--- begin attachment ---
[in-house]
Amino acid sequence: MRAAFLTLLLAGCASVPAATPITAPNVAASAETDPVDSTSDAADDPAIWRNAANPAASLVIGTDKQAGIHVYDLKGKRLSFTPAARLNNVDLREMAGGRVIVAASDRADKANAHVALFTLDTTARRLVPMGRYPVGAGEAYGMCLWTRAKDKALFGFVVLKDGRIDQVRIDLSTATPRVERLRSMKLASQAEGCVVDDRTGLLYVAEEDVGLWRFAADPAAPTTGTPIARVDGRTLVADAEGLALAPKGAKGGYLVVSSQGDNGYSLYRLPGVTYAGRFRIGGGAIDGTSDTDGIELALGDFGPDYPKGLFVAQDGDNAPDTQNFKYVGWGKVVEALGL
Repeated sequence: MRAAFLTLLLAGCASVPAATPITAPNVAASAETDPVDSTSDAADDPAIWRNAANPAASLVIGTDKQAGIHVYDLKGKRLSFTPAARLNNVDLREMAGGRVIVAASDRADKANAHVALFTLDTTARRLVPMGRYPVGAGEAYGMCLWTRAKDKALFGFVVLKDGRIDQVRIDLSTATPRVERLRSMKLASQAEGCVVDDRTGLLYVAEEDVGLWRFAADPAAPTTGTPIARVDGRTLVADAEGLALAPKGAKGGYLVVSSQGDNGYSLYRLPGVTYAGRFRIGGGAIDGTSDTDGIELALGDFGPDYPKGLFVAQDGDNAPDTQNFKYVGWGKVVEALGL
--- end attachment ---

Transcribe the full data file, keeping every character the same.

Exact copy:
[in-house]
Amino acid sequence: MRAAFLTLLLAGCASVPAATPITAPNVAASAETDPVDSTSDAADDPAIWRNAANPAASLVIGTDKQAGIHVYDLKGKRLSFTPAARLNNVDLREMAGGRVIVAASDRADKANAHVALFTLDTTARRLVPMGRYPVGAGEAYGMCLWTRAKDKALFGFVVLKDGRIDQVRIDLSTATPRVERLRSMKLASQAEGCVVDDRTGLLYVAEEDVGLWRFAADPAAPTTGTPIARVDGRTLVADAEGLALAPKGAKGGYLVVSSQGDNGYSLYRLPGVTYAGRFRIGGGAIDGTSDTDGIELALGDFGPDYPKGLFVAQDGDNAPDTQNFKYVGWGKVVEALGL
Repeated sequence: MRAAFLTLLLAGCASVPAATPITAPNVAASAETDPVDSTSDAADDPAIWRNAANPAASLVIGTDKQAGIHVYDLKGKRLSFTPAARLNNVDLREMAGGRVIVAASDRADKANAHVALFTLDTTARRLVPMGRYPVGAGEAYGMCLWTRAKDKALFGFVVLKDGRIDQVRIDLSTATPRVERLRSMKLASQAEGCVVDDRTGLLYVAEEDVGLWRFAADPAAPTTGTPIARVDGRTLVADAEGLALAPKGAKGGYLVVSSQGDNGYSLYRLPGVTYAGRFRIGGGAIDGTSDTDGIELALGDFGPDYPKGLFVAQDGDNAPDTQNFKYVGWGKVVEALGL